The U.S. Department of Agriculture's Rural Development office in South Carolina has worked on bringing broadband to rural South Carolina since 2002.
"It's been a slow trickling," state Director Debbie Turbeville said. "We're making some progress. There's a lot more progress to make, but I would hope in the next two years we would really make a dent in high-speed internet in South Carolina."
In the last year, there have been two rounds of federal funding in the state to expand broadband in rural areas. A third round is expected later this year, Turbeville said.
Spearman said school districts can receive funding through the CARES Act via the U.S. Department of Education to buy technology, upgrade devices and provide training for teachers.
According to Spearman, the state needs about 160,000 devices so that every student has a tablet or laptop, which would cost around $64 million. The S.C. Department of Education also has a list of free Wi-Fi spots and internet services on its website.
In an April presentation, the agency called for "financial support and logistics cooperation" to help accomplish expanded internet access and resources.
A new way to learn, to teach
When schools were shuttered, only 15 of the state's school districts already participated in online education for a day or two of inclement weather. But, Spearman said, no one was prepared to educate online for weeks at a time.
The April 1 survey of 3,818 teachers found 39 percent had concerns about student learning, resources for distance learning, professional development and teacher requirements. About 18 percent of teachers reported they lack sufficient resources or any resources to lead remote learning.
Adams said while some students don't have internet access, the same is true of some teachers.
"If you're a teacher and you don't have Wi-Fi at your house, that's its own hurdle," she said.
Spearman said even students with internet access can struggle as parents feel they are unable to teach their children due to their own education levels or work obligations.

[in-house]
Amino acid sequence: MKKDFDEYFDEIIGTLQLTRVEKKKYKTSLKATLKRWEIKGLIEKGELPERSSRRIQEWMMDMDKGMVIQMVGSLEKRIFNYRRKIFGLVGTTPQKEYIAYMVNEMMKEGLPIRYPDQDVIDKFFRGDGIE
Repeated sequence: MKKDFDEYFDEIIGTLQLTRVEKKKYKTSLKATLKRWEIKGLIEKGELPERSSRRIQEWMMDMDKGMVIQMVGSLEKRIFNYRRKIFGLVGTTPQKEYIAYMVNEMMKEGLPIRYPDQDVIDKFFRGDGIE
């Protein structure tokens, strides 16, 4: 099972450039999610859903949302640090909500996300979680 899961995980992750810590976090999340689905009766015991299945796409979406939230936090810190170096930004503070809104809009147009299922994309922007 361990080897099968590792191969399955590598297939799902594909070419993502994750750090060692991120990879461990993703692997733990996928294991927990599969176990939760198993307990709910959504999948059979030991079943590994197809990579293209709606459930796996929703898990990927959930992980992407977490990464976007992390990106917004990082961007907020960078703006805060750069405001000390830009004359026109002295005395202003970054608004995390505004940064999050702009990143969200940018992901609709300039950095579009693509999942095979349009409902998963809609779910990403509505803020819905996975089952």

"That's really been a challenge," she said, adding that her advice is: "Do the best you can and we will be there to support you."
Spearman said more professional development will be available to teachers over the summer, and that some of the training could come from virtual charter schools.
April Pelt, digital learning specialist at Clemson University, teaches K-12 teachers how to design online courses. Clemson University is launching an online-teaching certificate for teachers this summer that has been in the works for years.
Pelt said the current Band-Aid approach is "not going to serve the students well."
Teachers have mostly learned how to teach based on a "face to face model," Pelt said, adding that they often rely on visual cues to gauge students' comprehension. Pelt also said teachers not used to teaching online can sometimes overwhelm students with too much course material in an effort to keep students on track in a "fire hose" approach.
Pelt said teachers and students need to move away from the "mama bird" approach of education, where students receive instruction passively, and students need to become more actively engaged when courses move online.
Adams said under the current model of public education students are "spoon fed education" in preparation for tests, and students are sometimes passed onto the next grade without a real understanding of material.
Spearman said one of the silver linings to the current educational experiment has been the lack of testing.
"It's causing us to focus even more on the foundational standards students need to know. It's been good for us to take a break from so much testing and we can evaluate how that's worked," she said.